Maybe you don’t have time to study the stats, stand on the rail and evaluate the morning gallops. Maybe you don’t care the Hansen was rank during his first workout at Churchill Downs this morning . . . or that Daddy Long Legs won’t even work on the track until Friday . . . or that Take Charge Indy is being ridden by Calven Borel (who has ridden three out of the past five Derby winners).
After all, there are plenty of other ways to pick a Derby winner!
It’s all in the name
Nearly a quarter (23%) of Derby winners have had names based on real names, including George Smith (1913), Paul Jones (1920) and Giacomo (2005). Bodemeister is named in honor of trainer Bob Baffert’s 7-year-old son Bode, who was named after skier Bode Miller. Other contenders this year are Hansen and Trinniberg.
Horses names that are verbs or adjectives have won 14% of the time — like Charismatic (1999) and Affirmed (1978). This year that would include Done Talking, Optimizer and Prospective.
Horses with historical or fictional names have won 12% of the time. This year that group includes Union Rags, Dullahan, Creative Cause and I’ll Have Another.
Horses with names that are word plays have won 10% of the time. This year that might be Daddy Nose Best or Went the Day Well.
Horses with animal related names have won only 3% of the time. This raises the odds for Daddy Long Legs and Sabercat (but don’t tell Animal Kingdom!).
Gemologist starts with a handicap as horses with names based on occupations have won only 2% of Derbys.
But Rousing Sermon needs more than just prayers as horses with religious names have won only 1% of Derbys.
Reading the tea leaves and other random stats
If the name game doesn’t do it for you, there are all kinds of statistics that can give you the insight you might need to either place your bet or cross a horse off your list.
No mare has ever produced two Derby winners. So that crosses Dullahan off your list, since his dam is also the mother of Mine That Bird.
No horse has ever won a Derby if they had blinkers either added or taken off for its last prep. That eliminated Creative Cause.
Only two horses won the Derby after breaking their maiden at Turfway Park (or predecessor Latonia), the last being Alysheba in 1987. So if Gemologist isn’t cursed by his name, he might lose based on his first win.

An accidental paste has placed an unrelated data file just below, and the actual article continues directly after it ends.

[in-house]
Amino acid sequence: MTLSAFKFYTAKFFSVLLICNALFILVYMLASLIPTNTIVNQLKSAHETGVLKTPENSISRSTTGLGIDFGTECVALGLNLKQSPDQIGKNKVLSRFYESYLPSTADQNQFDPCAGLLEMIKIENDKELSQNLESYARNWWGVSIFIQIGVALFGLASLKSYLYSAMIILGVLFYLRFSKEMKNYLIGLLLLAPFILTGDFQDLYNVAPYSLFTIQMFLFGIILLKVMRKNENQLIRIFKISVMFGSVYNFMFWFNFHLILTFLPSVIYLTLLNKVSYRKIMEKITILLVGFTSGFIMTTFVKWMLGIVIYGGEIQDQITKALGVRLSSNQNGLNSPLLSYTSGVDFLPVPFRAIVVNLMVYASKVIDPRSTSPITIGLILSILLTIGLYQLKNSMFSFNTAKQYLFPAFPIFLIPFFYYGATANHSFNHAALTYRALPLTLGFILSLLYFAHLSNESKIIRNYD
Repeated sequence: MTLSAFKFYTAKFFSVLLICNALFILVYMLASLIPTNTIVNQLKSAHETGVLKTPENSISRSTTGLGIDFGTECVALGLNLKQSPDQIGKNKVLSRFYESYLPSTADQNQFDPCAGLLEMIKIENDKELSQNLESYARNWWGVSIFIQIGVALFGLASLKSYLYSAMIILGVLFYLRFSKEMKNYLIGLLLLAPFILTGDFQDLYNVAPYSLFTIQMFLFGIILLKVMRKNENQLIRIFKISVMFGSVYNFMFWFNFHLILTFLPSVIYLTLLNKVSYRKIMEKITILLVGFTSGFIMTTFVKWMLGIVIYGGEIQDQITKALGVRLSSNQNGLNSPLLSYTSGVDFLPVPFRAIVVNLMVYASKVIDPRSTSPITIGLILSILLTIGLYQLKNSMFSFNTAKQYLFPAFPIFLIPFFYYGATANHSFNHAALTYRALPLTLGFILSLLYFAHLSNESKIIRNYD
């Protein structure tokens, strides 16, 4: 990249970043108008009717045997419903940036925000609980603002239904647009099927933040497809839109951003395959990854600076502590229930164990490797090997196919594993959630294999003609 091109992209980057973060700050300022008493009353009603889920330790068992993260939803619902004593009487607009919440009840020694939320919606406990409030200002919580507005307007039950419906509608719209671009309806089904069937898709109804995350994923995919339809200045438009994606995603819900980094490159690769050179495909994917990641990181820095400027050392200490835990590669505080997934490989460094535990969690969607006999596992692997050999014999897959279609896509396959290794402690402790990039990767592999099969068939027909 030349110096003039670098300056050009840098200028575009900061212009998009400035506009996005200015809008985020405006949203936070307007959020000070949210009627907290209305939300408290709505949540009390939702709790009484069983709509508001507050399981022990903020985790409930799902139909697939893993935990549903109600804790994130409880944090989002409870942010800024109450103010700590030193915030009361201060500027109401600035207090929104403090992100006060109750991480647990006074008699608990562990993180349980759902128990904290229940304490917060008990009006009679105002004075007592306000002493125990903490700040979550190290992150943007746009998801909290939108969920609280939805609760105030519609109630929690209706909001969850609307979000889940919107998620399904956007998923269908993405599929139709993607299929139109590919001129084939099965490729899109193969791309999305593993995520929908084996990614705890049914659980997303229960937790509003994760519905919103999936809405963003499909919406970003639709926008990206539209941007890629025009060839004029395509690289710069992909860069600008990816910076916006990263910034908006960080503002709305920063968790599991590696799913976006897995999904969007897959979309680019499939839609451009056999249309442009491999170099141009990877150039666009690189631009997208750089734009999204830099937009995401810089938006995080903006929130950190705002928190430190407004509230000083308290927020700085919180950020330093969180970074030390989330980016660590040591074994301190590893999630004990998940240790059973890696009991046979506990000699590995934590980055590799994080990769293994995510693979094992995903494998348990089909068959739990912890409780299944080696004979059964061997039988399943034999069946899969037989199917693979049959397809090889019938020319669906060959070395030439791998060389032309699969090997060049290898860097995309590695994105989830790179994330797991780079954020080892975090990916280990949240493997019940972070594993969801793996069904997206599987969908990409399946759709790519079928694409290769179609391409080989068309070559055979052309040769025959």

Only one horse (Smarty Jones 2004) has won the Derby after racing over Aqueduct’s inner track. That, along with the fact that he has starting gate issues, puts Alpha at a disadvantange.
Beware the ides of March? No Derby winner since at least 1929 broke his maiden in March (either at 2 or 3) like Went the Day Well. His first victory was March 3, 2012. Also, the only time an owner, trainer and jockey teamed for back-to-back Derby wins was 1972-73 with Riva Ridge and Secretariat.
More scientific than the above ways to chose a winner are the stats associates with post positions. In a race with 20 runners, where a horse starts the race can have a big impact on how it finishes. Below are the post positions drawn by each horse in this year’s field along with the number of wins from each post from 1900 – 2009. Keep in mind that the very large Derby fields are a relatively recent phenomenon. In the early years, a field of seven was more usual but since 2004, the field has been limited to 20.
2012 Post Positions
1. Daddy Long Legs (12)
2. Optimizer (9)
3. Take Charge Indy (8)
4. Union Rags (10)
5. Dullahan (12)
6. Bodemeister (6)
7. Rousing Sermon (8)
8. Creative Cause (10)
9. Trinniberg (4)
10. Daddy Nose Best (10)
11. Alpha (3)
12. Prospective (3)
13. Went The Day Well (4)
14. Hansen (2)
15. Gemologist (3)
16. El Padrino (3)
17. Done Talking (0)
18. Sabercat (1)
19. I’ll Have Another (0)
20. Liaison (2)
So, which horse will win?
Based on the three systems outlined above, I’d have to say that Bodemeister will likely win the Derby, Dullahan will be second and Union Rags will come in third. Off to bet the Trifecta!